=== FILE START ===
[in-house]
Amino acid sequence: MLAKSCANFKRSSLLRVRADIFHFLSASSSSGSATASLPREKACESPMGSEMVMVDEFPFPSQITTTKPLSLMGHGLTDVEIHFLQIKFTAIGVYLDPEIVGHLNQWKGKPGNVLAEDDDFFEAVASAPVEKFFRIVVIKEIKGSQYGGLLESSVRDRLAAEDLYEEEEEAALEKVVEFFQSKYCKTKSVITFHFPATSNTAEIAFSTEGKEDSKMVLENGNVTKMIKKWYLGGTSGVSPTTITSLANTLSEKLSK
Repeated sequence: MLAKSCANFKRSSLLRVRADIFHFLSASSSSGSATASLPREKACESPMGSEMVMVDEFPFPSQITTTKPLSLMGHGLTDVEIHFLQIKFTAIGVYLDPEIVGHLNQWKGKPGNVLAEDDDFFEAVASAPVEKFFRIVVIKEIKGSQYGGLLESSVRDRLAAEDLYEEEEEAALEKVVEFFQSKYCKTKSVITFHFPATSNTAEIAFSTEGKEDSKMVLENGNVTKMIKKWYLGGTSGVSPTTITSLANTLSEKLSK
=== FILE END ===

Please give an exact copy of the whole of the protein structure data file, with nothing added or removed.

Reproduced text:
[in-house]
Amino acid sequence: MLAKSCANFKRSSLLRVRADIFHFLSASSSSGSATASLPREKACESPMGSEMVMVDEFPFPSQITTTKPLSLMGHGLTDVEIHFLQIKFTAIGVYLDPEIVGHLNQWKGKPGNVLAEDDDFFEAVASAPVEKFFRIVVIKEIKGSQYGGLLESSVRDRLAAEDLYEEEEEAALEKVVEFFQSKYCKTKSVITFHFPATSNTAEIAFSTEGKEDSKMVLENGNVTKMIKKWYLGGTSGVSPTTITSLANTLSEKLSK
Repeated sequence: MLAKSCANFKRSSLLRVRADIFHFLSASSSSGSATASLPREKACESPMGSEMVMVDEFPFPSQITTTKPLSLMGHGLTDVEIHFLQIKFTAIGVYLDPEIVGHLNQWKGKPGNVLAEDDDFFEAVASAPVEKFFRIVVIKEIKGSQYGGLLESSVRDRLAAEDLYEEEEEAALEKVVEFFQSKYCKTKSVITFHFPATSNTAEIAFSTEGKEDSKMVLENGNVTKMIKKWYLGGTSGVSPTTITSLANTLSEKLSK